- government-sponsored enterprise: A group of financial services corporations created by Congress that are structured and regulated by the US government to enhance the availability and reduce the cost of credit to targeted borrowing sectors.
- government corporation: a legal entity created by a government to undertake commercial activities on behalf of an owner government
A government-owned corporation, also known as a state -owned company, state enterprise, publicly owned corporation, or commercial government agency, is a legal entity created by a government to undertake commercial activities on behalf of the government. In some cases, government-owned corporations are considered part of the government, and are directly controlled by it. In other instances, government-owned corporations are similar to private enterprises except that the government is the majority stockholder. Government-owned agencies sometimes have public policy functions, but unlike other executive agencies, are primarily intended to bring in revenue.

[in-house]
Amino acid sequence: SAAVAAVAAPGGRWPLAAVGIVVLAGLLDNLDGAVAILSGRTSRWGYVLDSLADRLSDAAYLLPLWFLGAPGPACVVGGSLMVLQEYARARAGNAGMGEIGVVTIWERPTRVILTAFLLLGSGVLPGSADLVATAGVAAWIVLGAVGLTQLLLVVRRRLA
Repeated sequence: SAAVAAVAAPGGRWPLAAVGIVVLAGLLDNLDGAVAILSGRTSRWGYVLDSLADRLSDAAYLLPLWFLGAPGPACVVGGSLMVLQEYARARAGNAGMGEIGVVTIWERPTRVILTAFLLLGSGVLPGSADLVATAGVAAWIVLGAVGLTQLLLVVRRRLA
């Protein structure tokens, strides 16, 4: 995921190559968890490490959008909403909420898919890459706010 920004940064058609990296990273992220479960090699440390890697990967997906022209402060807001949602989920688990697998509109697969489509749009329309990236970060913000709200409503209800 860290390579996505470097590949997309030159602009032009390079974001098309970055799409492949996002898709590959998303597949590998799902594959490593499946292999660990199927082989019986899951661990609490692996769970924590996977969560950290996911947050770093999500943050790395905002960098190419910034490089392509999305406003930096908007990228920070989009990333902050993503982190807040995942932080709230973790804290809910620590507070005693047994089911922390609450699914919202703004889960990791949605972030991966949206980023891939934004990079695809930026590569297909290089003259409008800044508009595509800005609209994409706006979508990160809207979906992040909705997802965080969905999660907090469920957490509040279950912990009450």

In the United States, there is a specific subset of government-owned corporations known as government-sponsored enterprises (GSEs). GSEs are financial services corporations created by Congress to increase the availability of low cost credit to particular borrowing sectors. The first GSE in the United States was the Farm Credit System in 1916, which made loans available for agricultural expansion and development. Currently, the largest segment of GSEs operates in the mortgage borrowing segment. Fannie Mae, Freddie Mac, and the twelve Federal Home Loan Banks operate as independent corporations and provide loans for mortgages and real estate development. However, the government possesses sufficient stock to claim 79.9% ownership of the corporations, should it choose to do so.